J.R. was waiting pulling on a Bud. He was wearing the appearance of some hobo down on his luck. He looked up and winked. Turning away he took aim and threw the can at the motel sign and missed by a mile.

We hit the highway. In the rear view mirror the sun was setting on the Western skyline. J.R. fumbled with a roll up before rummaging for a tape. He chose 'Tesla' to annoy me. I thought it best not to argue.

The Greystones joint looked deserted as we pulled in. Outside two guys were smoking and seemingly making some deal. We grabbed a beer and headed for the back room. Inside it was dark. A few loners at tables their faces hidden. A small stage held a drum kit and a couple of amps.”Damn”,I growled to J.R.” There’s gonna be some crap band on”.

A couple of beers later the band appeared through the gloom. A guy arrived at the microphone, a guitar in hand,”Holy Shit” he commented to no-one in particular “some people here, lets play a song”.

That was my fantasy. In reality,of course, I picked J.R. up from his home and we travelled the A625 to Sheffield and parked close to the rather impressive venue.

The Greystones is a busy local pub on the outskirts of Steel City serving good beers and hosting great bands. Inside the atmosphere is humming with anticipation, plenty of banter and smiles. The “BACKROOM” is where it all happens and is packed to the rafters.

Richmond Fontaine are in town and when they slip on stage Willy Vlautin utters those timeless words “Holy Shit, there are people” he turns to the band “ Lets play a song.” They do and play for around ninety minutes not counting encores.

From the moment the band slide effortlessly into 'Wake Up Ray' we are no longer in the Greystones but transported to a down town bar in Portland. Vlautin’s onstage banter is like chatting with an old friend. His between song tales are funny and engaging sometimes exchanging jokes with the band for us to share in.

Familiar songs trade places with cuts from the newest (and final) album 'You Can’t Go Back If There’s Nothing To Go Back To'. The grungy '43' references Vlautin’s early influences while poignant moments found on 'Don’t Skip Out On Me' reveal a tender sense of despair greeted with a reverential hush. Old favourites such as 'Always On the Ride' are met with yelps of recognition from an audience who clearly know their stuff.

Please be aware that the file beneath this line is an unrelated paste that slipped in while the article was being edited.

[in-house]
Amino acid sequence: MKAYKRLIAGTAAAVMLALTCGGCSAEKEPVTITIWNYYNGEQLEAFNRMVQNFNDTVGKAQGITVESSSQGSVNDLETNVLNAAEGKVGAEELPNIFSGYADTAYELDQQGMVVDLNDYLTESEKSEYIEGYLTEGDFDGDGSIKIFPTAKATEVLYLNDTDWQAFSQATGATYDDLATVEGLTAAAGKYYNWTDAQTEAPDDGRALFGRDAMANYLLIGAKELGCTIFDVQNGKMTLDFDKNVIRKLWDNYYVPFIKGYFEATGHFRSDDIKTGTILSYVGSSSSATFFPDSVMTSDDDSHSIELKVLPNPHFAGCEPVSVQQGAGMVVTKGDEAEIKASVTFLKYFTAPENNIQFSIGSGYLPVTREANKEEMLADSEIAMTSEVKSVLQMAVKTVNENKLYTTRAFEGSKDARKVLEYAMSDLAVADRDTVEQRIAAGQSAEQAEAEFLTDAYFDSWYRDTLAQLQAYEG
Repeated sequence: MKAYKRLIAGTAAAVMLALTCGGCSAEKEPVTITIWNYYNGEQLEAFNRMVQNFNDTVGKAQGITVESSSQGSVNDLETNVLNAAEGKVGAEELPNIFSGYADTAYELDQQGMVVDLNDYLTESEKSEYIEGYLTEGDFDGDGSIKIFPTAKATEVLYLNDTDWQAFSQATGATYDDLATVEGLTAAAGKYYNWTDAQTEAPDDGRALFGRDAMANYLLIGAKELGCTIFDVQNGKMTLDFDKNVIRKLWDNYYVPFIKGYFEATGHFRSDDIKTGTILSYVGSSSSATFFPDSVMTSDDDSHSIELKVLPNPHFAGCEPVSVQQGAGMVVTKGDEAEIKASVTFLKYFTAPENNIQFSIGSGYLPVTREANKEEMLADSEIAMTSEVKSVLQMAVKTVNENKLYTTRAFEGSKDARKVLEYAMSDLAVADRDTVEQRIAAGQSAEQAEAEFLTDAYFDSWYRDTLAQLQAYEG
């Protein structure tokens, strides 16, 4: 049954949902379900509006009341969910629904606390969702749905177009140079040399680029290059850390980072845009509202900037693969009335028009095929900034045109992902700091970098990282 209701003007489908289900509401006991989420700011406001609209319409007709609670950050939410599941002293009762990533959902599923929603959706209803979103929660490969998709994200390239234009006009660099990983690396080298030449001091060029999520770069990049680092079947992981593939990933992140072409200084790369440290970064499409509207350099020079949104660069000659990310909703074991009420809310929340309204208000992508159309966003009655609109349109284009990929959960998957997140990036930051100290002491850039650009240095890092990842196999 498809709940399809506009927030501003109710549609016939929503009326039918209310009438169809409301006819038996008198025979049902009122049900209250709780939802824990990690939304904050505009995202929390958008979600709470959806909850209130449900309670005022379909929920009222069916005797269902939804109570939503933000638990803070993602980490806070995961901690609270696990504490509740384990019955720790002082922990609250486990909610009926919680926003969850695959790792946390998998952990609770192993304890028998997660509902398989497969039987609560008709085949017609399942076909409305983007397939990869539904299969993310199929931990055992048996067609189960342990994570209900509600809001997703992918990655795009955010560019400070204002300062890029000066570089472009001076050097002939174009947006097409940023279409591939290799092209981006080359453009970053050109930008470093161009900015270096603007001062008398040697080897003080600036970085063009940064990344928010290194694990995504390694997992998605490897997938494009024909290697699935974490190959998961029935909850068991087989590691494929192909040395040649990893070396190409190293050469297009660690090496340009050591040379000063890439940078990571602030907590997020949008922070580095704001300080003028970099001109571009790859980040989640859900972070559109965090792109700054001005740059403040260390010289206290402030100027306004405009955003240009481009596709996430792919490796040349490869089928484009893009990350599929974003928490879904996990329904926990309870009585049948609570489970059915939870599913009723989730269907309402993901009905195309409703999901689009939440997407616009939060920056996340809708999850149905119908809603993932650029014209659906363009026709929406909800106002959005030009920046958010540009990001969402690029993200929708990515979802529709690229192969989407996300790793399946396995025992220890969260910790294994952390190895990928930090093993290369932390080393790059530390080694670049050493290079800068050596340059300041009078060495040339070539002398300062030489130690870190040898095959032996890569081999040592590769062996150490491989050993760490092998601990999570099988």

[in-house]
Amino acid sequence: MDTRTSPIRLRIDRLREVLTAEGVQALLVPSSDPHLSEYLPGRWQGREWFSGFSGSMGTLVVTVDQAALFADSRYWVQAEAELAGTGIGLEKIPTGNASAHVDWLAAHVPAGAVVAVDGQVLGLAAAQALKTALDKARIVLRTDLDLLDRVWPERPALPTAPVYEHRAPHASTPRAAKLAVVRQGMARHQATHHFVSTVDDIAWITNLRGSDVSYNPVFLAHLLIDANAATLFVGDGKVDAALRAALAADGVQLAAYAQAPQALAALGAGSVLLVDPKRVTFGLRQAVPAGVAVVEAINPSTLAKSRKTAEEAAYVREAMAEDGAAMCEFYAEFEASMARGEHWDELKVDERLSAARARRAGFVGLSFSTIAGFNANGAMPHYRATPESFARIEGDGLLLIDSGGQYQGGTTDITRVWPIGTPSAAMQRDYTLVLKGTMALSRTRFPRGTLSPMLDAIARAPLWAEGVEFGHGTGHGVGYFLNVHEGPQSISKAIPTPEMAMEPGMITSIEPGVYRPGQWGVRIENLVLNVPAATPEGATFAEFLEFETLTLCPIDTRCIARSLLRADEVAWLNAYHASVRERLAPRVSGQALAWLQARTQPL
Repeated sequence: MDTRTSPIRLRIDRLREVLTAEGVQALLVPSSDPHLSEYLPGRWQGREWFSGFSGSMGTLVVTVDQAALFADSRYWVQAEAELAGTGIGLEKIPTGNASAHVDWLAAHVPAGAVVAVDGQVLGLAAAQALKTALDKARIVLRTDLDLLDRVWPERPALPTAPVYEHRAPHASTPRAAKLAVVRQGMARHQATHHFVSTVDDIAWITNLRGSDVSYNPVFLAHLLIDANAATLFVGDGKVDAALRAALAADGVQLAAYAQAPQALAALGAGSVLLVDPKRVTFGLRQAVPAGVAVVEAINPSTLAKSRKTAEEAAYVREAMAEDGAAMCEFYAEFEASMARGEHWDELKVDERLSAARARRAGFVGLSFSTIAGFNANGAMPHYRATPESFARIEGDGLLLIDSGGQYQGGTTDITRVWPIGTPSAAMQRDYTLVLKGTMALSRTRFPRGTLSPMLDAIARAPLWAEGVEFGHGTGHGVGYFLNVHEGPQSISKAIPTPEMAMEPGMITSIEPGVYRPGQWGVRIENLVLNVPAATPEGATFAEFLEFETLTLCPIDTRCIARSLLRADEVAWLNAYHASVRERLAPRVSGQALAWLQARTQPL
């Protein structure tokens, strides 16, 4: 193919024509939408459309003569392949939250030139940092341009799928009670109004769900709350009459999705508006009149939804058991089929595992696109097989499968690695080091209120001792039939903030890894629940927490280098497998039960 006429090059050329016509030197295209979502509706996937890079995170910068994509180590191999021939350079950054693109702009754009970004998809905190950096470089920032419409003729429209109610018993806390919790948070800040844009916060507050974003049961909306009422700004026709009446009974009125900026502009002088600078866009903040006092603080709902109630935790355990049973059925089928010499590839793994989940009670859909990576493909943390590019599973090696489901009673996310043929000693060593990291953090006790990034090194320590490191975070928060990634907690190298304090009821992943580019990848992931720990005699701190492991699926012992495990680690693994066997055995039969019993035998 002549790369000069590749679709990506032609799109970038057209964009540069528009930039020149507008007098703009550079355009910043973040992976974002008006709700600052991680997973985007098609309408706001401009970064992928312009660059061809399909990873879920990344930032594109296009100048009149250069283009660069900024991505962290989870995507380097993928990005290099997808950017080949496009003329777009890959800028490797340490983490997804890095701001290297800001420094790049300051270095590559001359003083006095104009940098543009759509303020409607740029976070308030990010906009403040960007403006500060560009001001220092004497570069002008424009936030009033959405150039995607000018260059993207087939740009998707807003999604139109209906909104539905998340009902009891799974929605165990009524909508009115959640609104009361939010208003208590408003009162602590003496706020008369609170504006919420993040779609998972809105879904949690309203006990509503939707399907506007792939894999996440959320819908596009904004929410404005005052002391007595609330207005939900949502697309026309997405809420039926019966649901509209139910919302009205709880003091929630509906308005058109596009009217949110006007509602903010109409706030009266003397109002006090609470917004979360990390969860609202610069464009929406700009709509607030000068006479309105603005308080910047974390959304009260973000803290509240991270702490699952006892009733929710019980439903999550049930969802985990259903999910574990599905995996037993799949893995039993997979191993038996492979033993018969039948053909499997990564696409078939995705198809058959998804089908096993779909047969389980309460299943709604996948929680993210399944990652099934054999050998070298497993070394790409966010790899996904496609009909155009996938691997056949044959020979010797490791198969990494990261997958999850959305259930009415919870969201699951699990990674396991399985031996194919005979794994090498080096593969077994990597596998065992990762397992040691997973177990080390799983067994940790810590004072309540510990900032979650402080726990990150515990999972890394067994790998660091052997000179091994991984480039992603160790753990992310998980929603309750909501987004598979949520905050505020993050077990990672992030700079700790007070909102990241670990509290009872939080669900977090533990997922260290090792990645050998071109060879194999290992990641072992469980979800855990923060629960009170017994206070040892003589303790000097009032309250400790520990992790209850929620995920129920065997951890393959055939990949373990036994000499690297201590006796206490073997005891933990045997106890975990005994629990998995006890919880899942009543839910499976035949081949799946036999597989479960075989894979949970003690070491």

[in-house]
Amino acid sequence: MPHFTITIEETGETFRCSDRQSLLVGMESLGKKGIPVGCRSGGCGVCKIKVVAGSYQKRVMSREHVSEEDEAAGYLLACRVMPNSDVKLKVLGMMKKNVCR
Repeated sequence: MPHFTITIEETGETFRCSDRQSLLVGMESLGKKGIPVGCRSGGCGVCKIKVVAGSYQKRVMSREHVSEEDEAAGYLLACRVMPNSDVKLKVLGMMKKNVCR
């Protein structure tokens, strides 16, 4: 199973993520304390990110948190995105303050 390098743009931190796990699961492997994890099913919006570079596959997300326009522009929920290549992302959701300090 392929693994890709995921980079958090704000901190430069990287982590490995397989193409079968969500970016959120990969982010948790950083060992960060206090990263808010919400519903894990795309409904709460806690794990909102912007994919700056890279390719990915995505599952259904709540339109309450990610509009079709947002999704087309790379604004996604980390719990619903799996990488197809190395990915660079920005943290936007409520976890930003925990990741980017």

Richmond Fontaine’s life has been based on the consistency of Willy Vlautin’s song writing and storytelling along with the empathy and quality of his fellow musical travellers and tonight they are on top form.
As an author of four books Vlautin chronicles, in literature and poetry, the America that we never really hear about. Songs and stories about drifters and horse traders, bus rides and lost nights, hard work, beer and women. Real life that somehow we can all relate to.

'A Night in the City' tenderly recounts a night of rebellion while 'Saviour of Time' from the under rated 'Lost Son' album is punky and raw and heads are nodding. The band are road hardened, unassuming and confident. Dan Eccles’ handling of the Telecaster is sublime and never overbearing while the bass and drums are rock solid. Willy Vlautin’s voice is all the better for sounding a little raw from touring. A really top class performance.

A word for the likeable band sidekick Fernando who got the ball rolling. A genuine singer songwriter of real quality who bravely finished an excellent set (accompanied by Dan Eccles)with a scary song about facing the 'Angel of Death. Top guy!

This is the end of the road for Richmond Fontaine. This was a fitting way to say farewell, thank you for the trip and Godspeed. The world will be less with you gone. But fear not. A new incarnation the Delines have picked up the baton and are already 'On the Ride'.

Back home I look up at the stars in the clear Peak District sky and wonder if they look the same over Portland, Oregon.

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